Halloween is rapidly approaching and so is the search for a costume. Every year, during Halloween, cultural appropriation and racism hits communities hard. Cultural appropriation is defined as “a sociological concept which views the adoption or use of elements of one culture by members of a different culture as a largely negative phenomenon”. Halloween-themed stores continue to sell racist and culturally appropriative costumes that are indisputably discourteous to the identities being portrayed. Oftentimes individuals in favor of those costumes argue that they are “inspired” by the culture or believe it is aesthetically pleasing. Neither of the aforementioned arguments are valid as cultures are not trends. Now in 2015, it is time for wrongdoers to stop, listen, and learn. Deviate from getting caught in one of the following costumes this year.

  • Native American

Native American costumes consist of insensitive portrayals of the culture such as the  “beautiful Indian babe” outfit found on http://www.yandy.com. Frequently a war bonnet is featured in the costumes. The war bonnets have spiritual and ceremonial value; only certain tribe members who have earned the right to through acts of bravery and honorable achievements wear these bonnets. Wearing a Native American headdress is comparable to wearing a purple heart or any such medal that was not earned.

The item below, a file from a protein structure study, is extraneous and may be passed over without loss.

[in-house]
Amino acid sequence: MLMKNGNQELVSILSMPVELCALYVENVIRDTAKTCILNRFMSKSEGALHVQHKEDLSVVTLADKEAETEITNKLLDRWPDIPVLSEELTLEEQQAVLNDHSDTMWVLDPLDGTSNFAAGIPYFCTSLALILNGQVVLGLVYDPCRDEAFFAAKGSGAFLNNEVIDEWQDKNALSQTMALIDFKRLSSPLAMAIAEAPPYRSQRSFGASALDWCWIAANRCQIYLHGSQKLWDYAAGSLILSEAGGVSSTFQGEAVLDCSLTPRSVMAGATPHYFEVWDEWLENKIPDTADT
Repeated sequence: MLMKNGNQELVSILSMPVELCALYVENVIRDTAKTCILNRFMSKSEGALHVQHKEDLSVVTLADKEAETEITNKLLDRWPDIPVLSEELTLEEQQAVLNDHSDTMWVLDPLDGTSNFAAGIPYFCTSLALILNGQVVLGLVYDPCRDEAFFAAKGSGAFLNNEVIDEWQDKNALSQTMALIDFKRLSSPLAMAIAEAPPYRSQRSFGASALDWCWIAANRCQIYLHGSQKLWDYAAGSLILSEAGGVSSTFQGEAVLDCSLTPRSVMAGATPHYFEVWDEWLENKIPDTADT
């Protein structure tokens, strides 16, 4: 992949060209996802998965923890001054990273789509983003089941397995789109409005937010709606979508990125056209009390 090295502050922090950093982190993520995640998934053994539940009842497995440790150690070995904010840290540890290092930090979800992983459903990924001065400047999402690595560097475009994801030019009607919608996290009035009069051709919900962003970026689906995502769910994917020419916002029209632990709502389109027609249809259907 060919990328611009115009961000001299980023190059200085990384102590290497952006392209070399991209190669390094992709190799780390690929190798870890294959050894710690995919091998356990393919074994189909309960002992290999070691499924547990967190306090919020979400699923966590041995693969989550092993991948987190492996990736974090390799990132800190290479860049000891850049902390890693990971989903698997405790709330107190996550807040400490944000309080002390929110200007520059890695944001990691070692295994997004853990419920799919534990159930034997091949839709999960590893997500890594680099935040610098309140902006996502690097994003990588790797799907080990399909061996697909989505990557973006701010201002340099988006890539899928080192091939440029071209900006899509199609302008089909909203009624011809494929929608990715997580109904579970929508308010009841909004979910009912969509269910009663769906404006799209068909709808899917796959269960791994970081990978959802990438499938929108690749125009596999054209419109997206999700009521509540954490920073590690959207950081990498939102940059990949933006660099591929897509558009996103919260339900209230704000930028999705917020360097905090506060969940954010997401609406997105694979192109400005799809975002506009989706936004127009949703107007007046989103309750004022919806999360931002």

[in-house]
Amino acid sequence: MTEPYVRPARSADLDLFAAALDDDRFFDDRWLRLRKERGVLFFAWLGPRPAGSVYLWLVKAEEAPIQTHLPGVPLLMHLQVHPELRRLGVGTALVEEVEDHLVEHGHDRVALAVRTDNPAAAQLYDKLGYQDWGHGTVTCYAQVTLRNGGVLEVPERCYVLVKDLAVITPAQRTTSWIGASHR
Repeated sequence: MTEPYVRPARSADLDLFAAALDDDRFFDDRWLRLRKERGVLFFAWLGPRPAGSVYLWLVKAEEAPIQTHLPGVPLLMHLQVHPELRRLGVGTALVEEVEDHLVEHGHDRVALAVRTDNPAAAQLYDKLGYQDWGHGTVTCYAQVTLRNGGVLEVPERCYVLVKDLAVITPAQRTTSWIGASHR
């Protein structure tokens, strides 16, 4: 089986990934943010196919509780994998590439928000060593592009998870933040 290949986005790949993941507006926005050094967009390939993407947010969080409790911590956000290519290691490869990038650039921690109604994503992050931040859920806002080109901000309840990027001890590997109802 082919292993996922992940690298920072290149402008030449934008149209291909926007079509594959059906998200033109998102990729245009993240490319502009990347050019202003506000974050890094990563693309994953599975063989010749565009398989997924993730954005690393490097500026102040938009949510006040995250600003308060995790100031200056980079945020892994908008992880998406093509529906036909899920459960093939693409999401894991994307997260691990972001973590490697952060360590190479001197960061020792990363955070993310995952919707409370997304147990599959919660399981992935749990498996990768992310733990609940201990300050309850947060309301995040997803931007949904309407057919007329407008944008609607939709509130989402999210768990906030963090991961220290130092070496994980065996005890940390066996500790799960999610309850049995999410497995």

• Blackface

Blackface is absolutely unacceptable. Despite this being painfully obvious, it is still occurring in 2015. Dressing up as an ethnic stereotype or a negative portrayal of someone’s race shouldn’t be a costume.

  • Middle Eastern Terrorist

Analogous to ‘Blackface’, this costume is based on stereotypes of a culture and aims to depict it in a negative light.

  • Dia de los Muertos skeleton

Dia de los Muertos is not associated with Halloween and in fact a completely separate holiday celebrating Mexican culture. Dia de los Muertos honors deceased loved ones and the skeleton makeup is intended to be more celebratory than frightening. Blogger, April Nadia Munoz stated, “This celebration is not something you can buy and decorate with because of the fashion. It has a collective and historical significance to the identities of many people.” Similar to the Native American headdress, the makeup has spiritual and sentimental significance in the Mexican culture.

The aforementioned costumes strip the complexities of the cultures down to cheap and inconsiderate costumes. Hopefully a large majority of us will be more conscious of our costume choices this Halloween by analyzing the historical and cultural significance of an outfit before making a decision.


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